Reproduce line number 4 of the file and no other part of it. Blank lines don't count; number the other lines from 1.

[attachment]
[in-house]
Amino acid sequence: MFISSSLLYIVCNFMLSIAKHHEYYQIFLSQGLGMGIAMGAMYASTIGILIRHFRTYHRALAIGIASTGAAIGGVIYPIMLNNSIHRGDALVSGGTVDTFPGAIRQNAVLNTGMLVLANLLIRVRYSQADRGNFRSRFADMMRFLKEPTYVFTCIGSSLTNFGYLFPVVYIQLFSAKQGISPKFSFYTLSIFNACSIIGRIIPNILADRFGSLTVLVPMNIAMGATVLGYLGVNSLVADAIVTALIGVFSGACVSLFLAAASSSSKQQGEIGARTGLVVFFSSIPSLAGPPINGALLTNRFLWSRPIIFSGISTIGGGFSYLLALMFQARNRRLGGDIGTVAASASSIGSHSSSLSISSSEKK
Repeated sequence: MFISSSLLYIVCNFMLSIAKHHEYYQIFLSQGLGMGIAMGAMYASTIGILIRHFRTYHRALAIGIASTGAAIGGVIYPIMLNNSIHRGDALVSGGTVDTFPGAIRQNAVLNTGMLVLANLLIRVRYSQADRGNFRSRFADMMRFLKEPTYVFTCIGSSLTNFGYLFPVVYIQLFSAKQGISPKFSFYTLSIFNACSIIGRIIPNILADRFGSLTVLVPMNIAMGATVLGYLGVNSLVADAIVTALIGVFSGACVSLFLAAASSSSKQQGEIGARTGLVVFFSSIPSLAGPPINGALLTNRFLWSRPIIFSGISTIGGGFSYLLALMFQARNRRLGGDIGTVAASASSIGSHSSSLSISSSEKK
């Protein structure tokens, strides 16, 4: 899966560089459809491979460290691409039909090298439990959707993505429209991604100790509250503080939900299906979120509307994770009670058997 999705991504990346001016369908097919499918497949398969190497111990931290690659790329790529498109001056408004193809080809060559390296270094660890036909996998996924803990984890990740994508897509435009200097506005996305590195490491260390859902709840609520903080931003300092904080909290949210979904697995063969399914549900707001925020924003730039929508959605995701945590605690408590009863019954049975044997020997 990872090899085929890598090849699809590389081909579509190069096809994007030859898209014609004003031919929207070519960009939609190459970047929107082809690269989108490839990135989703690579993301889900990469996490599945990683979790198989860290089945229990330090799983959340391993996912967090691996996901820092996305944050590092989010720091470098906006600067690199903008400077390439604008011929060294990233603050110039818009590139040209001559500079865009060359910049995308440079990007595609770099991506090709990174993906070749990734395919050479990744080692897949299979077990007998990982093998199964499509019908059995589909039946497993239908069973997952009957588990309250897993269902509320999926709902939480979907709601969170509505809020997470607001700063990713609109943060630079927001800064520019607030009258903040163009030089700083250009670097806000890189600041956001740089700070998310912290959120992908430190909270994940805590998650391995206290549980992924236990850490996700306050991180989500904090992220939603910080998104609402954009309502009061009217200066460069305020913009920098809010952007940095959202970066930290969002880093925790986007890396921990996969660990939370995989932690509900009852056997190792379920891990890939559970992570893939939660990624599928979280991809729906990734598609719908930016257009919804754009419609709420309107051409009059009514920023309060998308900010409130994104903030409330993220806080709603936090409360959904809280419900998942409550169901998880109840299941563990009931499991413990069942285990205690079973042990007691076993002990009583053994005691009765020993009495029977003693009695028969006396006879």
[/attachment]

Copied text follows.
């Protein structure tokens, strides 16, 4: 899966560089459809491979460290691409039909090298439990959707993505429209991604100790509250503080939900299906979120509307994770009670058997 999705991504990346001016369908097919499918497949398969190497111990931290690659790329790529498109001056408004193809080809060559390296270094660890036909996998996924803990984890990740994508897509435009200097506005996305590195490491260390859902709840609520903080931003300092904080909290949210979904697995063969399914549900707001925020924003730039929508959605995701945590605690408590009863019954049975044997020997 990872090899085929890598090849699809590389081909579509190069096809994007030859898209014609004003031919929207070519960009939609190459970047929107082809690269989108490839990135989703690579993301889900990469996490599945990683979790198989860290089945229990330090799983959340391993996912967090691996996901820092996305944050590092989010720091470098906006600067690199903008400077390439604008011929060294990233603050110039818009590139040209001559500079865009060359910049995308440079990007595609770099991506090709990174993906070749990734395919050479990744080692897949299979077990007998990982093998199964499509019908059995589909039946497993239908069973997952009957588990309250897993269902509320999926709902939480979907709601969170509505809020997470607001700063990713609109943060630079927001800064520019607030009258903040163009030089700083250009670097806000890189600041956001740089700070998310912290959120992908430190909270994940805590998650391995206290549980992924236990850490996700306050991180989500904090992220939603910080998104609402954009309502009061009217200066460069305020913009920098809010952007940095959202970066930290969002880093925790986007890396921990996969660990939370995989932690509900009852056997190792379920891990890939559970992570893939939660990624599928979280991809729906990734598609719908930016257009919804754009419609709420309107051409009059009514920023309060998308900010409130994104903030409330993220806080709603936090409360959904809280419900998942409550169901998880109840299941563990009931499991413990069942285990205690079973042990007691076993002990009583053994005691009765020993009495029977003693009695028969006396006879």